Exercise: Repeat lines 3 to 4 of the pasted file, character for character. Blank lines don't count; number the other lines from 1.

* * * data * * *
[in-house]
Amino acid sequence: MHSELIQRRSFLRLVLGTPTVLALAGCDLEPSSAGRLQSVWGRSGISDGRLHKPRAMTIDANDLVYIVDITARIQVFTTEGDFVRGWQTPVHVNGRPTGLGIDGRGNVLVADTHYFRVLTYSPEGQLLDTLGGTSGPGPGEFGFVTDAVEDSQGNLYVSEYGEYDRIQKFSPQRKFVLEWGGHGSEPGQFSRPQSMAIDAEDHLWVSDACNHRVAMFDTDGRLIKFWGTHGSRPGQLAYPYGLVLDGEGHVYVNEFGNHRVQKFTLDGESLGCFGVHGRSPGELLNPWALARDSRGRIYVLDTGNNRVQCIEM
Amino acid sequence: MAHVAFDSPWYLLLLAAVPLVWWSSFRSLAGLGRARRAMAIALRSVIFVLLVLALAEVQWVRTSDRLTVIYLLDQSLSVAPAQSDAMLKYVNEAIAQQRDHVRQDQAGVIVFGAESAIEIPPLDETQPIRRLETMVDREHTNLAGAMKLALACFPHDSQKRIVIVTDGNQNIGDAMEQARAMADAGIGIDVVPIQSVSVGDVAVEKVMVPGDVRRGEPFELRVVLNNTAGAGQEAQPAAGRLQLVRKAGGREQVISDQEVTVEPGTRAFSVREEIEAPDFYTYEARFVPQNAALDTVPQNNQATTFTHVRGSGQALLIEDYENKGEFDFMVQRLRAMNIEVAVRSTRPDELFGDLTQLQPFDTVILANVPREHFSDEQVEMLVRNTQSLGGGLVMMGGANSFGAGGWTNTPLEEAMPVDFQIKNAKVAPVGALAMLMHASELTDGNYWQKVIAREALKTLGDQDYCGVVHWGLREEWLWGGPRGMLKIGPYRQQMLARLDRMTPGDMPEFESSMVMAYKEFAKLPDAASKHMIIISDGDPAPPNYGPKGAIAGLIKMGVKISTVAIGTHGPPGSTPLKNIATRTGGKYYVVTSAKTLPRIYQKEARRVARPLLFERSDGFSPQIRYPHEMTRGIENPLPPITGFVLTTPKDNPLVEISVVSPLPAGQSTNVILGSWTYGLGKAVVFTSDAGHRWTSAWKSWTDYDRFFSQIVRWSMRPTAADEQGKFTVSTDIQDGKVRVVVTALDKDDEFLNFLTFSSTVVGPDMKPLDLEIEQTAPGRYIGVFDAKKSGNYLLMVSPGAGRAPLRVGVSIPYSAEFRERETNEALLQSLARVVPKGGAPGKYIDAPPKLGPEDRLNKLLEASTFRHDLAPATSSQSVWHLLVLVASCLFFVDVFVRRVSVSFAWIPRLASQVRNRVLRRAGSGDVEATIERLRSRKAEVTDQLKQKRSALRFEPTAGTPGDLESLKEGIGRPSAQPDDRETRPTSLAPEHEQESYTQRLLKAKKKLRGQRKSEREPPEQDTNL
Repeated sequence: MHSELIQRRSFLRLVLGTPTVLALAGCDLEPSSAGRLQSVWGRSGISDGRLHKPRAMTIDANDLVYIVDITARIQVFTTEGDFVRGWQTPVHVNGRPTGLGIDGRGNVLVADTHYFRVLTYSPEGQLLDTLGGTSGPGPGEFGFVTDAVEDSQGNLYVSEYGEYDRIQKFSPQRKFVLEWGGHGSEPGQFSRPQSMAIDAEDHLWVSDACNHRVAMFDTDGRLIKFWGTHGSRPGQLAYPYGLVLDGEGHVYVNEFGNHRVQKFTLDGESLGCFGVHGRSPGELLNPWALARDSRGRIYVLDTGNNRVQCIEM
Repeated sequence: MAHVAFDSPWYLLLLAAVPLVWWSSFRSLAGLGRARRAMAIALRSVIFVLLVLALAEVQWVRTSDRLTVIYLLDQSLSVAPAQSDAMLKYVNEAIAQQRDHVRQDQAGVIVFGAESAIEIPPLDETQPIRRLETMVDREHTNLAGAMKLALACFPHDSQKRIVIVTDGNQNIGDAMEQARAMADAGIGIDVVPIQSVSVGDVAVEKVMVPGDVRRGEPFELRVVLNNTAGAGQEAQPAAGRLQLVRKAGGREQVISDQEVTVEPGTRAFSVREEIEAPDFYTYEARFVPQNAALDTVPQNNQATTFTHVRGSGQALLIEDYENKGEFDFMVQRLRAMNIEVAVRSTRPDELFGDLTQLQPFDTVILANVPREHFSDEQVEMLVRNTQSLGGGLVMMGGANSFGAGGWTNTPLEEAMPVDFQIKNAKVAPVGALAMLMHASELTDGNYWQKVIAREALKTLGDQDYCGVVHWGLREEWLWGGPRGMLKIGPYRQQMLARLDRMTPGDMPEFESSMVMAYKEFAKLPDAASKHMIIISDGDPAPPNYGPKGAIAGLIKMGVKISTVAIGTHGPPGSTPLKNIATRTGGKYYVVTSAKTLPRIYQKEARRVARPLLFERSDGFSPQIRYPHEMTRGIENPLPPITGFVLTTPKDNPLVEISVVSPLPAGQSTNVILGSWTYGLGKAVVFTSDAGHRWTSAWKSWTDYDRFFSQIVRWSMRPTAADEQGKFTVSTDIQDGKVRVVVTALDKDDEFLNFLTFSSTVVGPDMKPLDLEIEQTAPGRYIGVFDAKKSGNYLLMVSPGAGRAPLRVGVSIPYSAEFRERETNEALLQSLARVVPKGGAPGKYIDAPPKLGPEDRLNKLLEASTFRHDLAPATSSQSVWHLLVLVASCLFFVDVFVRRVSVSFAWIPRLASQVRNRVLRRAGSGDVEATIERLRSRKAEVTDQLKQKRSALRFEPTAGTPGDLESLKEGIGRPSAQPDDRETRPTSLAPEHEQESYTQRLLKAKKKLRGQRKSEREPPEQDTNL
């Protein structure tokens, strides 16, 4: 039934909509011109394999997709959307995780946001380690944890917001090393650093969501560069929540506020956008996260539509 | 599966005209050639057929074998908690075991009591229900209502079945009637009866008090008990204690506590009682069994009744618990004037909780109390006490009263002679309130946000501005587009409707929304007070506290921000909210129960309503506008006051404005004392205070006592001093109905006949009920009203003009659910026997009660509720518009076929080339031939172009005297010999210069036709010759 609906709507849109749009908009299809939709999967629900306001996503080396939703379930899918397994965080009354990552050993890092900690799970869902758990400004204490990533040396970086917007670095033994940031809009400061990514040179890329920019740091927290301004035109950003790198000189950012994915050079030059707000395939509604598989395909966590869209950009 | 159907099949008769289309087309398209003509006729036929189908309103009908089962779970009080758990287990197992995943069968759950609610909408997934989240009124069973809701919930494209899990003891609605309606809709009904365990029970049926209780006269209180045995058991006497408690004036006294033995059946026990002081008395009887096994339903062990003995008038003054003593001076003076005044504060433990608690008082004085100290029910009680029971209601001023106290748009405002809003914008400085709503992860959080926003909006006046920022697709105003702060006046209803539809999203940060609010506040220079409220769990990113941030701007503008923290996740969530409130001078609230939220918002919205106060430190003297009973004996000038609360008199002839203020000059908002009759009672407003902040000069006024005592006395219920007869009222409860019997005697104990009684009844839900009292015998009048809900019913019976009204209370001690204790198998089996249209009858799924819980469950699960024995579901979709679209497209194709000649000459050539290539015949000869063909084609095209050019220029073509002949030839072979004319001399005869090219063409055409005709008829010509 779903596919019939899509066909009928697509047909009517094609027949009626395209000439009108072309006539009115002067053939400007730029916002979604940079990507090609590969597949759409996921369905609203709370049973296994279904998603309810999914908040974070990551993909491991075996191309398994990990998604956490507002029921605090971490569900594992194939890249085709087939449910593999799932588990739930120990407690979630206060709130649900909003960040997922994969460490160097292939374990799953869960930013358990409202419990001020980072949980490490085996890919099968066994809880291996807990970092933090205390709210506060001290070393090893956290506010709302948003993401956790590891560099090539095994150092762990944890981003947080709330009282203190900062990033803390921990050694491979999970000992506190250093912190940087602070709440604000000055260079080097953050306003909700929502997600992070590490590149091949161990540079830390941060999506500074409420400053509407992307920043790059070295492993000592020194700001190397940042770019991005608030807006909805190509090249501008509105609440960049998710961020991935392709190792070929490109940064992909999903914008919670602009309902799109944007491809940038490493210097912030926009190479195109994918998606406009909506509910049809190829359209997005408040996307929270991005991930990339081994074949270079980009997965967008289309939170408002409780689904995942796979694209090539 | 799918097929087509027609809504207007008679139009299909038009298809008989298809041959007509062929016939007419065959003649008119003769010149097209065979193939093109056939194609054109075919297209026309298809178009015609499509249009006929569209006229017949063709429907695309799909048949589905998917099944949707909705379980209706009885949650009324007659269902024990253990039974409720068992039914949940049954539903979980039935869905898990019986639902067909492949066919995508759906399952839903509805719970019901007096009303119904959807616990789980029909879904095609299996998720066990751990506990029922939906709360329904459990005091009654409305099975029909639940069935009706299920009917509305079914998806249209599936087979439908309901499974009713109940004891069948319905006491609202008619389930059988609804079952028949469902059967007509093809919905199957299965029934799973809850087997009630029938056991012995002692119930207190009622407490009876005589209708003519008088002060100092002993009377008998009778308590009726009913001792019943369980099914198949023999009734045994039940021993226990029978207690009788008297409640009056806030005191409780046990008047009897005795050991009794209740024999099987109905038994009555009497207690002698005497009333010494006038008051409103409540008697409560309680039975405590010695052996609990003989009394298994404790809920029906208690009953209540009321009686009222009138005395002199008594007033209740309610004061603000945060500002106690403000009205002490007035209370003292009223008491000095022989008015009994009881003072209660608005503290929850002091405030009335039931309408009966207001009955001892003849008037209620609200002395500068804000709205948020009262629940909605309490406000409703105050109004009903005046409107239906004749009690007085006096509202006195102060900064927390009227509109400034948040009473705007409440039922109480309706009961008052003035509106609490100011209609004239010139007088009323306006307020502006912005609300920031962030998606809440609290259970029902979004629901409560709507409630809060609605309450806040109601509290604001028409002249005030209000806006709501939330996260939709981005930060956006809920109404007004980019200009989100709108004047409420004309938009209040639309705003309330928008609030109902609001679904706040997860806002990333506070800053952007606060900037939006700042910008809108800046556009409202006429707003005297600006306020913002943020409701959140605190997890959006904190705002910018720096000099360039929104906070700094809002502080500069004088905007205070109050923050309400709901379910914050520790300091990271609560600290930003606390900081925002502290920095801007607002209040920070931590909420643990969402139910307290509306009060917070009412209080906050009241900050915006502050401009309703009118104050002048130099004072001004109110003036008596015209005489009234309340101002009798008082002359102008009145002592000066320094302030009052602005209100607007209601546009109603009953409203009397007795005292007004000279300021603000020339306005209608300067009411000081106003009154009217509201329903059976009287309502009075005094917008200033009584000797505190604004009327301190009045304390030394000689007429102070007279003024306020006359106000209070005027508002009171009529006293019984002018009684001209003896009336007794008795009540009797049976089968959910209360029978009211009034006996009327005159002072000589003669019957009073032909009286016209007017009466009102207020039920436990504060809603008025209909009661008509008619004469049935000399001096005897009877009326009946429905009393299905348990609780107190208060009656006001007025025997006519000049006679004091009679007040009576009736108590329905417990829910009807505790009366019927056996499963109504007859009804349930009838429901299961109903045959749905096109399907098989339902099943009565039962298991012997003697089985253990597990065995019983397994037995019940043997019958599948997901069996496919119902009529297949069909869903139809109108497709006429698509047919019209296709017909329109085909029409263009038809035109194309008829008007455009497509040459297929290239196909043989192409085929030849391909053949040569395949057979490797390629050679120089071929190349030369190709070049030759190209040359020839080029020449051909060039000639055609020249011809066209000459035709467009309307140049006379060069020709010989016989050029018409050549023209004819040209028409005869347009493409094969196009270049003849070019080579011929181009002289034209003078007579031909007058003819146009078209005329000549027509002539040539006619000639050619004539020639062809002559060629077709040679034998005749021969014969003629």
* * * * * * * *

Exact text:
Amino acid sequence: MAHVAFDSPWYLLLLAAVPLVWWSSFRSLAGLGRARRAMAIALRSVIFVLLVLALAEVQWVRTSDRLTVIYLLDQSLSVAPAQSDAMLKYVNEAIAQQRDHVRQDQAGVIVFGAESAIEIPPLDETQPIRRLETMVDREHTNLAGAMKLALACFPHDSQKRIVIVTDGNQNIGDAMEQARAMADAGIGIDVVPIQSVSVGDVAVEKVMVPGDVRRGEPFELRVVLNNTAGAGQEAQPAAGRLQLVRKAGGREQVISDQEVTVEPGTRAFSVREEIEAPDFYTYEARFVPQNAALDTVPQNNQATTFTHVRGSGQALLIEDYENKGEFDFMVQRLRAMNIEVAVRSTRPDELFGDLTQLQPFDTVILANVPREHFSDEQVEMLVRNTQSLGGGLVMMGGANSFGAGGWTNTPLEEAMPVDFQIKNAKVAPVGALAMLMHASELTDGNYWQKVIAREALKTLGDQDYCGVVHWGLREEWLWGGPRGMLKIGPYRQQMLARLDRMTPGDMPEFESSMVMAYKEFAKLPDAASKHMIIISDGDPAPPNYGPKGAIAGLIKMGVKISTVAIGTHGPPGSTPLKNIATRTGGKYYVVTSAKTLPRIYQKEARRVARPLLFERSDGFSPQIRYPHEMTRGIENPLPPITGFVLTTPKDNPLVEISVVSPLPAGQSTNVILGSWTYGLGKAVVFTSDAGHRWTSAWKSWTDYDRFFSQIVRWSMRPTAADEQGKFTVSTDIQDGKVRVVVTALDKDDEFLNFLTFSSTVVGPDMKPLDLEIEQTAPGRYIGVFDAKKSGNYLLMVSPGAGRAPLRVGVSIPYSAEFRERETNEALLQSLARVVPKGGAPGKYIDAPPKLGPEDRLNKLLEASTFRHDLAPATSSQSVWHLLVLVASCLFFVDVFVRRVSVSFAWIPRLASQVRNRVLRRAGSGDVEATIERLRSRKAEVTDQLKQKRSALRFEPTAGTPGDLESLKEGIGRPSAQPDDRETRPTSLAPEHEQESYTQRLLKAKKKLRGQRKSEREPPEQDTNL
Repeated sequence: MHSELIQRRSFLRLVLGTPTVLALAGCDLEPSSAGRLQSVWGRSGISDGRLHKPRAMTIDANDLVYIVDITARIQVFTTEGDFVRGWQTPVHVNGRPTGLGIDGRGNVLVADTHYFRVLTYSPEGQLLDTLGGTSGPGPGEFGFVTDAVEDSQGNLYVSEYGEYDRIQKFSPQRKFVLEWGGHGSEPGQFSRPQSMAIDAEDHLWVSDACNHRVAMFDTDGRLIKFWGTHGSRPGQLAYPYGLVLDGEGHVYVNEFGNHRVQKFTLDGESLGCFGVHGRSPGELLNPWALARDSRGRIYVLDTGNNRVQCIEM